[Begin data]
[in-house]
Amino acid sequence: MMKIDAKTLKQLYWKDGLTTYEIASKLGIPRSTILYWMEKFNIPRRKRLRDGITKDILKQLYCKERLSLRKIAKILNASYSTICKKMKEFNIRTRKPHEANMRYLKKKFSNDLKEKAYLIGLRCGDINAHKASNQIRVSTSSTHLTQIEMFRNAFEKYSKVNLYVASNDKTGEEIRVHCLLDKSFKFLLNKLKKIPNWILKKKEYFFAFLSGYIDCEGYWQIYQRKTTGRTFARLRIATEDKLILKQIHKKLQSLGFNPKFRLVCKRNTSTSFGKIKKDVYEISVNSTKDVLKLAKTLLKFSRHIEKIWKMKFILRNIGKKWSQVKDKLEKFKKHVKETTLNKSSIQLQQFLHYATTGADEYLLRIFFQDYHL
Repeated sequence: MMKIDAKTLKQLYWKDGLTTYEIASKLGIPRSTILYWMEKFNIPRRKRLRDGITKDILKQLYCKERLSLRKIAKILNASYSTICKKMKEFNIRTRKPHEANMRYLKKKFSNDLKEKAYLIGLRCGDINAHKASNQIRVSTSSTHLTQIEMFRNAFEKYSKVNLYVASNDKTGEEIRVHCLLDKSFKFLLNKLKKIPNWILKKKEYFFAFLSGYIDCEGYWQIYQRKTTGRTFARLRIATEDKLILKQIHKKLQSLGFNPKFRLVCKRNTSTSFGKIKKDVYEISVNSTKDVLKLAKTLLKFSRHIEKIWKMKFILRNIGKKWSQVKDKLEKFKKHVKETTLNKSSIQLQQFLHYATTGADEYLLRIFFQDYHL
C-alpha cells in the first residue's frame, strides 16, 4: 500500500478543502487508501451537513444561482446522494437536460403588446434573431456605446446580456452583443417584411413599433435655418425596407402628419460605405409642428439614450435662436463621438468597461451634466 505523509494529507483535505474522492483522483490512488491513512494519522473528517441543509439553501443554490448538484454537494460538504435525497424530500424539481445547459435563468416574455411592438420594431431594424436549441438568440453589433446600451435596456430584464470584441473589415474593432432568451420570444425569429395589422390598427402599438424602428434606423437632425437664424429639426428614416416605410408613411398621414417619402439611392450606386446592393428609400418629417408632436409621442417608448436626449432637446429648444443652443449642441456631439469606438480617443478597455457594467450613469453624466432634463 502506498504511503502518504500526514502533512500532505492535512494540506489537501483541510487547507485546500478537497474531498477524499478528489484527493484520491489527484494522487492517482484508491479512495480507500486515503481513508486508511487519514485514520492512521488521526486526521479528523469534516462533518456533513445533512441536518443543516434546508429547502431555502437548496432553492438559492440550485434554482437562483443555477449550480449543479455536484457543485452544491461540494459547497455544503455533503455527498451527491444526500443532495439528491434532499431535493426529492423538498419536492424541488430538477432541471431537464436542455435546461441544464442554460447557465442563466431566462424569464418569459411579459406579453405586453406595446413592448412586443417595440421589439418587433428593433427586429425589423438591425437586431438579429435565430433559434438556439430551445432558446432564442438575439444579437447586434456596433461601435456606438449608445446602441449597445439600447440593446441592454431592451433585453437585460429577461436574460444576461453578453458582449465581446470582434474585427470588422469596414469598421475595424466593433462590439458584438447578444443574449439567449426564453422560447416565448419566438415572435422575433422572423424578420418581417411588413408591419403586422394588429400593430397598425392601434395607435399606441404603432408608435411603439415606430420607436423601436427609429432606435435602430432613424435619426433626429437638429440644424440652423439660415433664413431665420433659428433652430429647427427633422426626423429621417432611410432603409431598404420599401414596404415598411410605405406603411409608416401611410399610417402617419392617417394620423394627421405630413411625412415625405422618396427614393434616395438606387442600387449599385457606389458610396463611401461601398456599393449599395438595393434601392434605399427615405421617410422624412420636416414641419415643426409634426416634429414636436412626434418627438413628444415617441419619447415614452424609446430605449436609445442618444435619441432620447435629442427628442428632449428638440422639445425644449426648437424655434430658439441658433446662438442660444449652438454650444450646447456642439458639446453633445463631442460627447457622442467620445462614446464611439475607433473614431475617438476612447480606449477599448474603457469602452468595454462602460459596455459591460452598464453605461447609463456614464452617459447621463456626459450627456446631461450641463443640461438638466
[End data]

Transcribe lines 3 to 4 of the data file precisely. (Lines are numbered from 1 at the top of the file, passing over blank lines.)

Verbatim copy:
Repeated sequence: MMKIDAKTLKQLYWKDGLTTYEIASKLGIPRSTILYWMEKFNIPRRKRLRDGITKDILKQLYCKERLSLRKIAKILNASYSTICKKMKEFNIRTRKPHEANMRYLKKKFSNDLKEKAYLIGLRCGDINAHKASNQIRVSTSSTHLTQIEMFRNAFEKYSKVNLYVASNDKTGEEIRVHCLLDKSFKFLLNKLKKIPNWILKKKEYFFAFLSGYIDCEGYWQIYQRKTTGRTFARLRIATEDKLILKQIHKKLQSLGFNPKFRLVCKRNTSTSFGKIKKDVYEISVNSTKDVLKLAKTLLKFSRHIEKIWKMKFILRNIGKKWSQVKDKLEKFKKHVKETTLNKSSIQLQQFLHYATTGADEYLLRIFFQDYHL
C-alpha cells in the first residue's frame, strides 16, 4: 500500500478543502487508501451537513444561482446522494437536460403588446434573431456605446446580456452583443417584411413599433435655418425596407402628419460605405409642428439614450435662436463621438468597461451634466 505523509494529507483535505474522492483522483490512488491513512494519522473528517441543509439553501443554490448538484454537494460538504435525497424530500424539481445547459435563468416574455411592438420594431431594424436549441438568440453589433446600451435596456430584464470584441473589415474593432432568451420570444425569429395589422390598427402599438424602428434606423437632425437664424429639426428614416416605410408613411398621414417619402439611392450606386446592393428609400418629417408632436409621442417608448436626449432637446429648444443652443449642441456631439469606438480617443478597455457594467450613469453624466432634463 502506498504511503502518504500526514502533512500532505492535512494540506489537501483541510487547507485546500478537497474531498477524499478528489484527493484520491489527484494522487492517482484508491479512495480507500486515503481513508486508511487519514485514520492512521488521526486526521479528523469534516462533518456533513445533512441536518443543516434546508429547502431555502437548496432553492438559492440550485434554482437562483443555477449550480449543479455536484457543485452544491461540494459547497455544503455533503455527498451527491444526500443532495439528491434532499431535493426529492423538498419536492424541488430538477432541471431537464436542455435546461441544464442554460447557465442563466431566462424569464418569459411579459406579453405586453406595446413592448412586443417595440421589439418587433428593433427586429425589423438591425437586431438579429435565430433559434438556439430551445432558446432564442438575439444579437447586434456596433461601435456606438449608445446602441449597445439600447440593446441592454431592451433585453437585460429577461436574460444576461453578453458582449465581446470582434474585427470588422469596414469598421475595424466593433462590439458584438447578444443574449439567449426564453422560447416565448419566438415572435422575433422572423424578420418581417411588413408591419403586422394588429400593430397598425392601434395607435399606441404603432408608435411603439415606430420607436423601436427609429432606435435602430432613424435619426433626429437638429440644424440652423439660415433664413431665420433659428433652430429647427427633422426626423429621417432611410432603409431598404420599401414596404415598411410605405406603411409608416401611410399610417402617419392617417394620423394627421405630413411625412415625405422618396427614393434616395438606387442600387449599385457606389458610396463611401461601398456599393449599395438595393434601392434605399427615405421617410422624412420636416414641419415643426409634426416634429414636436412626434418627438413628444415617441419619447415614452424609446430605449436609445442618444435619441432620447435629442427628442428632449428638440422639445425644449426648437424655434430658439441658433446662438442660444449652438454650444450646447456642439458639446453633445463631442460627447457622442467620445462614446464611439475607433473614431475617438476612447480606449477599448474603457469602452468595454462602460459596455459591460452598464453605461447609463456614464452617459447621463456626459450627456446631461450641463443640461438638466